So what was the “Chair” of St Peter? Chosen by Christ as the “rock” on which to build the Church (cf. Mt 16: 18), he began his ministry in Jerusalem, after the Ascension of the Lord and Pentecost. The Church’s first “seat” was the Upper Room, and it is likely that a special place was reserved for Simon Peter in that room where Mary, Mother of Jesus, also prayed with the disciples. Therefore, we have the journey from Jerusalem, the newly born Church, to Antioch, the first centre of the Church formed from pagans and also still united with the Church that came from the Jews. Then Peter went to Rome, the centre of the Empire, the symbol of the “Orbis” – the “Urbs”, which expresses “Orbis”, the earth, where he ended his race at the service of the Gospel with martyrdom.
…This is testified by the most ancient Fathers of the Church, such as, for example, St Irenaeus, Bishop of Lyons, but who came from Asia Minor, who in his treatise Adversus Haereses, describes the Church of Rome as the “greatest and most ancient, known by all… founded and established in Rome by the two most glorious Apostles, Peter and Paul”; and he added: “The universal Church, that is, the faithful everywhere, must be in agreement with this Church because of her outstanding superiority” (III, 3, 2-3)….
Tertullian, a little later, said for his part: “How blessed is the Church of Rome, on which the Apostles poured forth all their doctrine along with their blood!” (De Praescriptione Hereticorum, 36).
Consequently, the Chair of the Bishop of Rome represents not only his service to the Roman community but also his mission as guide of the entire People of God.
Celebrating the “Chair” of Peter, therefore, as we are doing today, means attributing a strong spiritual significance to it and recognizing it as a privileged sign of the love of God, the eternal Good Shepherd, who wanted to gather his whole Church and lead her on the path of salvation.
Among the numerous testimonies of the Fathers, I would like to quote St Jerome’s. It is an extract from one of his letters, addressed to the Bishop of Rome. It is especially interesting precisely because it makes an explicit reference to the “Chair” of Peter, presenting it as a safe harbour of truth and peace.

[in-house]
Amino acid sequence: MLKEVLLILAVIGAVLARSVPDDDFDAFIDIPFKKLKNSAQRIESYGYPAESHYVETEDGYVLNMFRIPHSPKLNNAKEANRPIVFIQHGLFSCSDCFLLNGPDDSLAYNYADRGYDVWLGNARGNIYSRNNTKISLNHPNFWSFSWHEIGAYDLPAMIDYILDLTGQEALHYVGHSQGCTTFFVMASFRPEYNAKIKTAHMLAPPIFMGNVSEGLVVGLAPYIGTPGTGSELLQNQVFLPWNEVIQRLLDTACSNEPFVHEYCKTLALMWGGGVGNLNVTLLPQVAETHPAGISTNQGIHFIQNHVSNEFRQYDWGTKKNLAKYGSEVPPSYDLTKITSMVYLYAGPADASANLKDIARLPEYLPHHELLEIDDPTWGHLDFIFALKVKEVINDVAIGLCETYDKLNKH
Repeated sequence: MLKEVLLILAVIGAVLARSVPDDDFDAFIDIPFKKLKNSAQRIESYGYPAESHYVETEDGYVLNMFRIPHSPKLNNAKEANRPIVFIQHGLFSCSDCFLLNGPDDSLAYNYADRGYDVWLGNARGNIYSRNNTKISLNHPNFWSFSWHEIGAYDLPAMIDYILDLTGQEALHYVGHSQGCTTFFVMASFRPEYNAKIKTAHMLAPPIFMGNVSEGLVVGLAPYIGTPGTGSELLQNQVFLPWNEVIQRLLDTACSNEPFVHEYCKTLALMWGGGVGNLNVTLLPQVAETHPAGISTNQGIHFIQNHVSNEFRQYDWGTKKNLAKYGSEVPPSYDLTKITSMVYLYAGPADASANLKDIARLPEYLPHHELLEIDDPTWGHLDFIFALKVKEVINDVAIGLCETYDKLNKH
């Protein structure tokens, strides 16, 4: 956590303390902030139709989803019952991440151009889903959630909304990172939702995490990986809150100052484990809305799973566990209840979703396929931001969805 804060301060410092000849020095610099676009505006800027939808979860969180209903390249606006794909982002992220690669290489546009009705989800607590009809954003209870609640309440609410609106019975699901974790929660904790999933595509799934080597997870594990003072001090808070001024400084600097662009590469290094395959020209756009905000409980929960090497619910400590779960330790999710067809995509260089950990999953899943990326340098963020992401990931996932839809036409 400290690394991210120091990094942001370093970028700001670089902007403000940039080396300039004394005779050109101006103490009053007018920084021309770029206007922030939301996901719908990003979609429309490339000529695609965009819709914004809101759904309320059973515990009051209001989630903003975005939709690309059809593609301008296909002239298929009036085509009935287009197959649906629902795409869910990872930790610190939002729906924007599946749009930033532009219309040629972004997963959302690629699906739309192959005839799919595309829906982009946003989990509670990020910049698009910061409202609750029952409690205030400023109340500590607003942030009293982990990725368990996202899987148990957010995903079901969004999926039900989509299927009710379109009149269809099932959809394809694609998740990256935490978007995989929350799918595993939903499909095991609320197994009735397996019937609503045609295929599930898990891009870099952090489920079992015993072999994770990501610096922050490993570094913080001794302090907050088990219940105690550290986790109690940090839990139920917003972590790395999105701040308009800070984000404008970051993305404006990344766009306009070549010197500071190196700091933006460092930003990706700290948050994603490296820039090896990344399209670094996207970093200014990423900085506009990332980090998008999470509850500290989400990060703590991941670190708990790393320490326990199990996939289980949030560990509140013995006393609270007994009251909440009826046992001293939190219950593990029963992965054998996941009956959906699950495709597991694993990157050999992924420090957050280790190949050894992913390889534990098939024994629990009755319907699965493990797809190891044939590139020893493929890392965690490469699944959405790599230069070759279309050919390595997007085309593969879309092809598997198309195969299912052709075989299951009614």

This is what Jerome wrote: “I decided to consult the Chair of Peter, where that faith is found exalted by the lips of an Apostle; I now come to ask for nourishment for my soul there, where once I received the garment of Christ. I follow no leader save Christ, so I enter into communion with your beatitude, that is, with the Chair of Peter, for this I know is the rock upon which the Church is built” (cf. Le lettere I, 15, 1-2).
Dear brothers and sisters, in the apse of St Peter’s Basilica, as you know, is the monument to the Chair of the Apostle, a mature work of Bernini. It is in the form of a great bronze throne supported by the statues of four Doctors of the Church: two from the West, St Augustine and St Ambrose, and two from the East: St John Chrysostom and St Athanasius.
I invite you to pause before this evocative work which today can be admired, decorated with myriads of candles, and to say a special prayer for the ministry that God has entrusted to me. Raise your eyes to the alabaster glass window located directly above the Chair and call upon the Holy Spirit, so that with his enlightenment and power, he will always sustain my daily service to the entire Church. For this, as for your devoted attention, I thank you from my heart. –Vatican.va
Part 2 – A very special edition of “Inside the Pages” as we explore Pope Benedict’s Apostolic Exhortation, “Verbum Domini” (The Word of the Lord), with Dr. Matthew Bunson. A magnificent gift for the Church, Dr. Bunson breaks open in part 2 of our discussion the liturgy, homelitics and the significance of the document. We encourage you to check out the document yourself by clicking on the links below.
A very special edition of “Inside the Pages” as we explore Pope Benedict’s Apostolic Exhortation, “Verbum Domini” (The Word of the Lord), with Dr. Matthew Bunson. A magnificent gift for the Church, Dr. Bunson breaks open in part 1 of our discussion the significance of the document and how it was comprised. We encourage you to check out the document yourself by clicking on the links below.